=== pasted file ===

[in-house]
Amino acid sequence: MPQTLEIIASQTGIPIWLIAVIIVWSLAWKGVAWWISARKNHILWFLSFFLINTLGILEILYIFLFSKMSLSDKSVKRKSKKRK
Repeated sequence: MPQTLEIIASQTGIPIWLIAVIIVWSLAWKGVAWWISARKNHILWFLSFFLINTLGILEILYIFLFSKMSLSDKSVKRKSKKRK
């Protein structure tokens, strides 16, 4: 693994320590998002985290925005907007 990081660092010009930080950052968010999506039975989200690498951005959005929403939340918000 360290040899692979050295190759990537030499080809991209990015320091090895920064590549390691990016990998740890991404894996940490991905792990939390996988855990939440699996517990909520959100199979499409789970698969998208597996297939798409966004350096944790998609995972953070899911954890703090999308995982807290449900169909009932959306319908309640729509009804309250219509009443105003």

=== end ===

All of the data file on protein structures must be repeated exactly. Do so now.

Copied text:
[in-house]
Amino acid sequence: MPQTLEIIASQTGIPIWLIAVIIVWSLAWKGVAWWISARKNHILWFLSFFLINTLGILEILYIFLFSKMSLSDKSVKRKSKKRK
Repeated sequence: MPQTLEIIASQTGIPIWLIAVIIVWSLAWKGVAWWISARKNHILWFLSFFLINTLGILEILYIFLFSKMSLSDKSVKRKSKKRK
């Protein structure tokens, strides 16, 4: 693994320590998002985290925005907007 990081660092010009930080950052968010999506039975989200690498951005959005929403939340918000 360290040899692979050295190759990537030499080809991209990015320091090895920064590549390691990016990998740890991404894996940490991905792990939390996988855990939440699996517990909520959100199979499409789970698969998208597996297939798409966004350096944790998609995972953070899911954890703090999308995982807290449900169909009932959306319908309640729509009804309250219509009443105003």